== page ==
Auto Service World
News   April 11, 2024   by Adam Malik

The biggest challenge for EVs is…


Image credit: Depositphotos.com

No matter the product, something that forces people to change their behaviours will be the toughest sell to the public, according to an automotive leader.

Leila Afas, director of global public policy at Toyota Motor North America, told attendees of a recent automotive aftermarket conference that it takes time — a long time — for something to have mass adoption. So long as people are tied to one way of doing things, it’s difficult to break them of that habit and learn something new.

She pointed to her company, which came out with the Prius, the first hybrid vehicle. And in 1997, they thought, within 20-30 years that half of vehicle sales would be hybrid

“Because [a hybrid vehicle] doesn’t require a change in human behaviour,” she explained as the rationale during the MEMA Aftermarket Suppliers Global Summit this year in Florida. “You still plug in, you still refuel with petrol, you don’t have to charge. It’s still the same behaviour. In fact, it’s more fuel efficient — those things.”

Hybrids, meanwhile, were 10.7 per cent of all new vehicle registrations in 2023 in Canada. Plug-in hybrids grew to 2.8 per cent of new vehicle registration sin 2023, up from 1.9 per cent in 2022. Quebec announced in its budget announcement for this year that it would remove incentives for BEVs and PHEVs by 2027.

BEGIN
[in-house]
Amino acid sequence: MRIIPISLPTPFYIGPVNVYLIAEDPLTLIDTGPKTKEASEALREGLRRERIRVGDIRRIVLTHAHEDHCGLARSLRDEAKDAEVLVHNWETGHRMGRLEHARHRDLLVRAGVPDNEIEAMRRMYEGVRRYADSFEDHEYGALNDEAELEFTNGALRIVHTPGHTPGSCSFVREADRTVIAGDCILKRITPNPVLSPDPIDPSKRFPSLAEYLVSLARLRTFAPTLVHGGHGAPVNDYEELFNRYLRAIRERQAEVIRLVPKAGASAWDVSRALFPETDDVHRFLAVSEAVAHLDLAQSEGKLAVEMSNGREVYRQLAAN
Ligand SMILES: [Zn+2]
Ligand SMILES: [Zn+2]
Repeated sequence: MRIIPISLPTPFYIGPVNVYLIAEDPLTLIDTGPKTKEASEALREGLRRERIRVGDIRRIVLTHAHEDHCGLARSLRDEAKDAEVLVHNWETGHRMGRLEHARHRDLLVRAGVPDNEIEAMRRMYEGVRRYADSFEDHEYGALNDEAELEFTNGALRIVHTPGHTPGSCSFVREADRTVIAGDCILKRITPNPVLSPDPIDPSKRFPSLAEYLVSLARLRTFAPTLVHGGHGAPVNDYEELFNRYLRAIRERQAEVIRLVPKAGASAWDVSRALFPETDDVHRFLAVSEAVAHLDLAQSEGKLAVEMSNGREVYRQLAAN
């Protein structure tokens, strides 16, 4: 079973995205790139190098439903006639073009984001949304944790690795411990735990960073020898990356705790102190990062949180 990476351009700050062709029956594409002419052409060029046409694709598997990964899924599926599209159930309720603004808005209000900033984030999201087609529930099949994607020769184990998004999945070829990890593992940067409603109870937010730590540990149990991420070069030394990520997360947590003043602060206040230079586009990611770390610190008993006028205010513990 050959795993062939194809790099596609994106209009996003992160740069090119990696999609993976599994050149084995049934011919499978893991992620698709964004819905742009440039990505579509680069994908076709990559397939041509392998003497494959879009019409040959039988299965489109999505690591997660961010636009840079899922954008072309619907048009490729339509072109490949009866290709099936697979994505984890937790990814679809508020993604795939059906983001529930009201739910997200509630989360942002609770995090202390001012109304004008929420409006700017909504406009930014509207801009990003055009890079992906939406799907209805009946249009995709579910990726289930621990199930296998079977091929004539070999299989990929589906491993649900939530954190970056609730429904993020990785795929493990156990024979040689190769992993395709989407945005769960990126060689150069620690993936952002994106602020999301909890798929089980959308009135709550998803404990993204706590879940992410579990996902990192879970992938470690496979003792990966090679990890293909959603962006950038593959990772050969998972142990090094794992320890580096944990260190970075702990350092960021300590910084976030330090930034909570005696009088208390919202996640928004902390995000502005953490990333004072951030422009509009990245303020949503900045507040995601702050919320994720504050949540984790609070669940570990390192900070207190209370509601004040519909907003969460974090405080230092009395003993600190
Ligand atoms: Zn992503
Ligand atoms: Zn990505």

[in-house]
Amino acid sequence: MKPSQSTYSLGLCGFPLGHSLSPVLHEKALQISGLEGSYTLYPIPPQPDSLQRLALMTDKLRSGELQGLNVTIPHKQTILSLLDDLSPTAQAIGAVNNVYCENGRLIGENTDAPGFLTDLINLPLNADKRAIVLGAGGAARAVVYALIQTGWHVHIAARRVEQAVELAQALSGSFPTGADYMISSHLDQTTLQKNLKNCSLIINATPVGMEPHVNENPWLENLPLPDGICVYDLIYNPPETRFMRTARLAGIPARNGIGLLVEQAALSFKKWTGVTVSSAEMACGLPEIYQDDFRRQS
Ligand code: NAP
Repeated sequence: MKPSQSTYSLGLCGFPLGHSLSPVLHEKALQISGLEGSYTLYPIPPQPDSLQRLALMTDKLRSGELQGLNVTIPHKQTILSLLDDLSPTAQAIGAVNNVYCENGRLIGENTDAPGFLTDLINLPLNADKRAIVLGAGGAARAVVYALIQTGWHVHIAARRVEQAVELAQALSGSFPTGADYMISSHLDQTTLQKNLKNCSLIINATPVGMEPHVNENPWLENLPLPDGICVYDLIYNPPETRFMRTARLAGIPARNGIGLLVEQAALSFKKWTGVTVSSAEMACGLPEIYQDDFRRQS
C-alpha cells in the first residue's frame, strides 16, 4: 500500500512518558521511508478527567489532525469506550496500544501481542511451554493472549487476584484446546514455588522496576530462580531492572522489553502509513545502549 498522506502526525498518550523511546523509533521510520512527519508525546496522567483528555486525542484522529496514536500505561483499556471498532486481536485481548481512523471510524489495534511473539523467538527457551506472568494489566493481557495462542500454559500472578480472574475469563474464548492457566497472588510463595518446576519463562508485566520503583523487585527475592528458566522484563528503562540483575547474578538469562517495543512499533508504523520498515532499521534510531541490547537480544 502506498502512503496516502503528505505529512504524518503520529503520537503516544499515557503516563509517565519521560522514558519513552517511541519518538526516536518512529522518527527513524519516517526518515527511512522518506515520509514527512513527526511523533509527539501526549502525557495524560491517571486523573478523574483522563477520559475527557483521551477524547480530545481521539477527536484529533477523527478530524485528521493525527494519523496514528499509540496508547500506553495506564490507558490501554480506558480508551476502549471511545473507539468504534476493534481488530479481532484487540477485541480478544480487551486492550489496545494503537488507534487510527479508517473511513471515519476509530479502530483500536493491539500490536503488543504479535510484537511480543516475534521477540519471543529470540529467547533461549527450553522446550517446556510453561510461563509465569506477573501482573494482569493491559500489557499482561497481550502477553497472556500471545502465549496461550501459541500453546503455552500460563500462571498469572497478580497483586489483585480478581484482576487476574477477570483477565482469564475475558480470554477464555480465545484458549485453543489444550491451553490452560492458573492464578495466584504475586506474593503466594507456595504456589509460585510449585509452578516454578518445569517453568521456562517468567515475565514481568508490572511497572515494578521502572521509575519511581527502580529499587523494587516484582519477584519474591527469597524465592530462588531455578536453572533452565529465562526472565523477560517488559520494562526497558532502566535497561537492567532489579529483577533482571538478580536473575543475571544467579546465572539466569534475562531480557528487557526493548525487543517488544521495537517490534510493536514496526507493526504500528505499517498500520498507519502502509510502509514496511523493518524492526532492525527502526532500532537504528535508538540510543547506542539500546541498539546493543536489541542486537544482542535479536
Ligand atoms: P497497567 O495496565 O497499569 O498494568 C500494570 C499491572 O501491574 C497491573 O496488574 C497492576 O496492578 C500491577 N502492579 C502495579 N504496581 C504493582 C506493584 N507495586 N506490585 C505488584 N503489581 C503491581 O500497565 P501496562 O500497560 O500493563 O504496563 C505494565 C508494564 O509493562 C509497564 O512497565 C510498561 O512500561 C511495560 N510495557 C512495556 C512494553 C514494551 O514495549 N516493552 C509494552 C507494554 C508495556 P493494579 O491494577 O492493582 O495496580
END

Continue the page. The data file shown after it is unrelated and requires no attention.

Now compare that to battery electric vehicles that require a much greater change in human behaviour, Afas said. People are charging their vehicles, they need access to infrastructure, new infrastructure needs to be built, there’s range anxiety, relying on a battery and so on.

“So, it’s weird,” she said.


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1 Comment » for The biggest challenge for EVs is…
  1. Bob Ward says:

    With all the push towards electric vehicles, why is the more serious issue about the charging infrastructure not being addressed? It will take longer to deal with the charging issues than the mandated target date for forcing new cars to be all EVs. Plain and simple in high density housing areas and rural areas there is not enough electricity.

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